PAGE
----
Philippine trade continues to contract in June 2020

Philippine merchandise trade continued to contract in June, but at a slower rate, as the economy began to reopen after hard lockdowns due to the coronavirus pandemic.

Latest data from the Philippine Statistics Authority showed total merchandise trade declined slower in June at 19.9% from a steep 35.3% contraction in May, still reflecting weak global demand and a domestic economy falling into recession.

Exports declined at a slower rate of 13.3% from 26.9% in May, as shipments of mineral products, manufactured products, and forest products somewhat improved.

Imports registered a 24.5% decrease in June from a 40.6% contraction in May, as the country was able to import more unprocessed raw materials.

"This slower decline in the country's trade performance signals the resumption of economic activities," said Acting Socioeconomic Planning Secretary Karl Chua in a statement on Wednesday, August 5.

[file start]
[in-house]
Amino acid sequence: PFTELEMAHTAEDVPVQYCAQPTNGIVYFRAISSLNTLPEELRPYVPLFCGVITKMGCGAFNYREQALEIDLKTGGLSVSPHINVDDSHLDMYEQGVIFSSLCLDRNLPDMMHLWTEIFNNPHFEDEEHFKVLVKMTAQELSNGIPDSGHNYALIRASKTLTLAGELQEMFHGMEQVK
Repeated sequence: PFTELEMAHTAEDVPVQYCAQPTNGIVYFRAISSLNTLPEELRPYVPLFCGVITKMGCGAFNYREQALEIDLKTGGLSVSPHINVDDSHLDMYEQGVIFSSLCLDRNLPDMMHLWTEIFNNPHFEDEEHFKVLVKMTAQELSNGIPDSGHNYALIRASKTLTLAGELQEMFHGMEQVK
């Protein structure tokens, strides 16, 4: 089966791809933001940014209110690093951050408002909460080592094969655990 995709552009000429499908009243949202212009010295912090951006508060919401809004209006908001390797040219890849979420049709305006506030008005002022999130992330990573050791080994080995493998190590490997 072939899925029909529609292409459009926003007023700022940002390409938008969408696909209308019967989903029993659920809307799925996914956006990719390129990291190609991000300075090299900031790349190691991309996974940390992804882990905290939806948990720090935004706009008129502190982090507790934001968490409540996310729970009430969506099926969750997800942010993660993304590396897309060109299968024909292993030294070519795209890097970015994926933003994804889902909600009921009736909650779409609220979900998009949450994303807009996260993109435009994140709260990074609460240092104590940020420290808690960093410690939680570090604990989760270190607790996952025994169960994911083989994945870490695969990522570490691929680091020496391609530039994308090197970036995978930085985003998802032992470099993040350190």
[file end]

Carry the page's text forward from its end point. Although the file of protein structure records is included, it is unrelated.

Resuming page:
June 2020 trade

Chart from Philippine Statistics Authority

The country's trade gap narrowed at $1.3 billion, 50.6% lower than the $2.64 billion in the same month last year, as imports fell faster than the drop in exports.

Movement of goods due to mismanaged entry and exit points caused economic paralysis during the enhanced community quarantine (ECQ).

State planners have urged the government to improve protocols, as a return to modified ECQ (MECQ) was recently ordered to contain COVID-19 infections.

"The two-week MECQ will allow the government to reassess approaches, procedures, and response protocols and capacities that may need to be improved to better contain the spread of the virus while ensuring that the gains from reopening the economy are not fully reversed," Chua said. 

The National Economic and Development Authority noted that the decline in merchandise exports can also be partly due to the overall regional economic weakness.

"With restricted mobility and economic activity due to the global pandemic, GDP (gross domestic product) growth is negatively affected. Our major trading partners' GDP has declined in the 2nd quarter of the year, resulting in a reduced appetite for imported goods. This has led to lower demand for Philippine exports," Chua said. –

Ralf Rivas

A sociologist by heart, a journalist by profession. Ralf is Rappler's business reporter, covering macroeconomy, government finance, companies, and agriculture.